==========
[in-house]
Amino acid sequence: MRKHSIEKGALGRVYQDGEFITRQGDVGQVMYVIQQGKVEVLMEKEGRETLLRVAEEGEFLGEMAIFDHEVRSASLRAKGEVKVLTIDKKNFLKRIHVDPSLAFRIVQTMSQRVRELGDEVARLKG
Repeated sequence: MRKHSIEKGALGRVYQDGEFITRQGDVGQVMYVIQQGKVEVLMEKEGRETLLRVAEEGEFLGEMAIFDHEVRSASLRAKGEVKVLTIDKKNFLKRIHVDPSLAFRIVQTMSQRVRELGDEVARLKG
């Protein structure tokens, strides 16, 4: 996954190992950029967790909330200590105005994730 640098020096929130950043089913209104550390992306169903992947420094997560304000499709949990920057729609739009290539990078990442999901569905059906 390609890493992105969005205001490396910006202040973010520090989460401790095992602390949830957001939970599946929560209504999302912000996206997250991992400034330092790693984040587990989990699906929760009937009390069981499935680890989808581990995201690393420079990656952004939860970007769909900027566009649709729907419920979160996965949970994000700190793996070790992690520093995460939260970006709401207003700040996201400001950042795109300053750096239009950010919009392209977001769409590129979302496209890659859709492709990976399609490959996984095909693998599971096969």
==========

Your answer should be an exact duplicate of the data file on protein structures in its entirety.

[in-house]
Amino acid sequence: MRKHSIEKGALGRVYQDGEFITRQGDVGQVMYVIQQGKVEVLMEKEGRETLLRVAEEGEFLGEMAIFDHEVRSASLRAKGEVKVLTIDKKNFLKRIHVDPSLAFRIVQTMSQRVRELGDEVARLKG
Repeated sequence: MRKHSIEKGALGRVYQDGEFITRQGDVGQVMYVIQQGKVEVLMEKEGRETLLRVAEEGEFLGEMAIFDHEVRSASLRAKGEVKVLTIDKKNFLKRIHVDPSLAFRIVQTMSQRVRELGDEVARLKG
């Protein structure tokens, strides 16, 4: 996954190992950029967790909330200590105005994730 640098020096929130950043089913209104550390992306169903992947420094997560304000499709949990920057729609739009290539990078990442999901569905059906 390609890493992105969005205001490396910006202040973010520090989460401790095992602390949830957001939970599946929560209504999302912000996206997250991992400034330092790693984040587990989990699906929760009937009390069981499935680890989808581990995201690393420079990656952004939860970007769909900027566009649709729907419920979160996965949970994000700190793996070790992690520093995460939260970006709401207003700040996201400001950042795109300053750096239009950010919009392209977001769409590129979302496209890659859709492709990976399609490959996984095909693998599971096969």